To complete the process, for the past four years work crews have gone door-to-door in Flint’s neighborhoods and inspected, dug up, and replaced lead and corroded lines that brought water into homes from a main distribution pipe running under most streets.

As of the first week of October, the city reported that lines into 26,232 homes had been excavated and 9,769 lead or galvanized steel pipes were replaced. Another 16,463 were safe lines that didn’t need replacement.

Neeley says restoring the community’s trust and confidence will take time and effort. To that end, the city has been aggressively making several other infrastructure repairs. “I’m proud to say that we’re now making real progress on other water crisis recovery projects,” he says. “We’ve started construction to create a secondary water source, (to) increase capacity of water reservoirs, and upgrade the chemical feed building.”

people with water bottles
Public Relief: Soon after the water crisis unfolded, community leaders and volunteers set up multiple bottled water and filter distribution centers across the city. At the Flint Fire Department, residents wait in line to pick up water filters on Jan. 15, 2016.

The 71-page settlement before Judge Levy establishes a court-monitored victim’s compensation fund, with 80 percent of the money going to residents who were minors at the time of the water switch.

Those who were 6 years old at the time and afflicted with possibly a life-long injury caused by lead in the water will receive the bulk of the money; 2 percent will go to Genesee County for special education services for those children. The rest goes to adult Flint residents, property owners, and businesses for personal injuries and damages to property and companies.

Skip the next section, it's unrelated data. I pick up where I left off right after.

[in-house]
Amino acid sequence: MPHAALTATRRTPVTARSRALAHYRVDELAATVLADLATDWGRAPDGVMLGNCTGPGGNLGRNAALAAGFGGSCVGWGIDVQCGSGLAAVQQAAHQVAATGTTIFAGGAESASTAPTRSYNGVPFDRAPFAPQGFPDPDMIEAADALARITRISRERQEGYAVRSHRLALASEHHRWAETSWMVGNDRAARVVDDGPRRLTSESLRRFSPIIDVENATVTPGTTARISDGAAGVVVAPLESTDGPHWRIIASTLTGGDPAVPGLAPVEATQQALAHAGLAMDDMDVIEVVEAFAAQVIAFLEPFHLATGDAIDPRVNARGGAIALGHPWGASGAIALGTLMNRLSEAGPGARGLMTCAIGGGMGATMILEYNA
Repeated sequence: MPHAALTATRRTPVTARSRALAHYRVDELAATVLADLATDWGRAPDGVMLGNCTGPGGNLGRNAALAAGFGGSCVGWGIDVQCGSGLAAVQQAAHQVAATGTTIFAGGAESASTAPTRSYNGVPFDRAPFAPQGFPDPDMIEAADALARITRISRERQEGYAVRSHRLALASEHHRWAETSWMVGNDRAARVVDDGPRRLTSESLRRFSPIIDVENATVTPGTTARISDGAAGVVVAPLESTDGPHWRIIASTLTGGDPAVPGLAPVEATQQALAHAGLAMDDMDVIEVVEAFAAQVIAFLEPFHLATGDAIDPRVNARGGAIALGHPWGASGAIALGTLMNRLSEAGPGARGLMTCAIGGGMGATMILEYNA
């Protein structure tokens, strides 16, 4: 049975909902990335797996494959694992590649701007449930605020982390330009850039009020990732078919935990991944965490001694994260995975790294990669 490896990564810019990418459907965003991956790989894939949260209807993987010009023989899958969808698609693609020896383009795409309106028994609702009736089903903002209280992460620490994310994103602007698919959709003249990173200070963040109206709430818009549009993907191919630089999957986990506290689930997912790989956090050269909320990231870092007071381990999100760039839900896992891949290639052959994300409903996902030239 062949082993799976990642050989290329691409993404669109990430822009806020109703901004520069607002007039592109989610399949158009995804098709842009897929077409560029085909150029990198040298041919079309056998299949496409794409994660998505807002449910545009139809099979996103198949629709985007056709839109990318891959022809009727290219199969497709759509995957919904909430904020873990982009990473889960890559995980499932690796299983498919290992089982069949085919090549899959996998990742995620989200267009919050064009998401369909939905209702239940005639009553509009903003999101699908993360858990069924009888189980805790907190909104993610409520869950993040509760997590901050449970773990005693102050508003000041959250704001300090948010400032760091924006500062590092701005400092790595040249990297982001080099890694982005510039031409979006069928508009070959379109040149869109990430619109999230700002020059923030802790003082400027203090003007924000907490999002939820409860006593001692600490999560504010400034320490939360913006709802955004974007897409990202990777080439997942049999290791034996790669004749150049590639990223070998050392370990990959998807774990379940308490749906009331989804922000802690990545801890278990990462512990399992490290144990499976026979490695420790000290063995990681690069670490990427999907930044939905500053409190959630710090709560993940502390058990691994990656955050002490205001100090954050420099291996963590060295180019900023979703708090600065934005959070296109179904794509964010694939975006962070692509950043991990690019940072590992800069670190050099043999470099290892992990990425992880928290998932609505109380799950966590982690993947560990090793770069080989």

Before any money is paid out, however, Levy must find that the proposed settlement is fair, adequate, and reasonable. Flint residents will have 60 days to register to participate in the settlement program. After that they will have 120 days to file the documents necessary to support their claims. This process will be managed by a court-appointed claims administrator.

As many as 12,000 children may have been permanently harmed by lead poisoning, court records show. The final settlement came out of scores of lawsuits that were first combined into 10 class-action suits representing thousands of Flint residents. In 2017, those class actions were folded into one massive case.

At that time, Levy appointed Theodore J. Leopold of Cohen Millstein, a law firm based in Washington, D.C., and Michael L. Pitt, founding and managing partner of Pitt, McGehee, Palmer, Bonanni, and Rivers in Royal Oak, to be lead co-counsel for the combined effort. Retired Sen. Carl Levin (D-Detroit) mediated the settlement.